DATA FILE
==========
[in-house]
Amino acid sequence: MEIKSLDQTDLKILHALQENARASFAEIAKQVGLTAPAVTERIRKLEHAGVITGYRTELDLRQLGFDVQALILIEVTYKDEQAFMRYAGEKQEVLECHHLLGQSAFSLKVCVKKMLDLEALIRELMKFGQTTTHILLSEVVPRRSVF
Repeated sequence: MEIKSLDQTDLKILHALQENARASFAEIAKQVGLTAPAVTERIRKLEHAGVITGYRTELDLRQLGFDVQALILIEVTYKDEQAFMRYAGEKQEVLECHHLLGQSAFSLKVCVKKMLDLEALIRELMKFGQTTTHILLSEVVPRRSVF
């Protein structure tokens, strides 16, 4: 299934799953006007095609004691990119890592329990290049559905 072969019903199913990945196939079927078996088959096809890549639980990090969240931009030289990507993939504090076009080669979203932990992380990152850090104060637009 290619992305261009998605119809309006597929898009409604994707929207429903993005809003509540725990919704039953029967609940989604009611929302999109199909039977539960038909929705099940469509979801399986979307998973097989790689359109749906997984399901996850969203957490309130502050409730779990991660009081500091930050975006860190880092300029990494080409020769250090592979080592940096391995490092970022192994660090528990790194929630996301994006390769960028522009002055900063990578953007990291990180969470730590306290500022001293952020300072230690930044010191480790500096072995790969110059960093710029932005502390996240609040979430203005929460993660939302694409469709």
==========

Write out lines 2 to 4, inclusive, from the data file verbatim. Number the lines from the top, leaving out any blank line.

Amino acid sequence: MEIKSLDQTDLKILHALQENARASFAEIAKQVGLTAPAVTERIRKLEHAGVITGYRTELDLRQLGFDVQALILIEVTYKDEQAFMRYAGEKQEVLECHHLLGQSAFSLKVCVKKMLDLEALIRELMKFGQTTTHILLSEVVPRRSVF
Repeated sequence: MEIKSLDQTDLKILHALQENARASFAEIAKQVGLTAPAVTERIRKLEHAGVITGYRTELDLRQLGFDVQALILIEVTYKDEQAFMRYAGEKQEVLECHHLLGQSAFSLKVCVKKMLDLEALIRELMKFGQTTTHILLSEVVPRRSVF
């Protein structure tokens, strides 16, 4: 299934799953006007095609004691990119890592329990290049559905 072969019903199913990945196939079927078996088959096809890549639980990090969240931009030289990507993939504090076009080669979203932990992380990152850090104060637009 290619992305261009998605119809309006597929898009409604994707929207429903993005809003509540725990919704039953029967609940989604009611929302999109199909039977539960038909929705099940469509979801399986979307998973097989790689359109749906997984399901996850969203957490309130502050409730779990991660009081500091930050975006860190880092300029990494080409020769250090592979080592940096391995490092970022192994660090528990790194929630996301994006390769960028522009002055900063990578953007990291990180969470730590306290500022001293952020300072230690930044010191480790500096072995790969110059960093710029932005502390996240609040979430203005929460993660939302694409469709």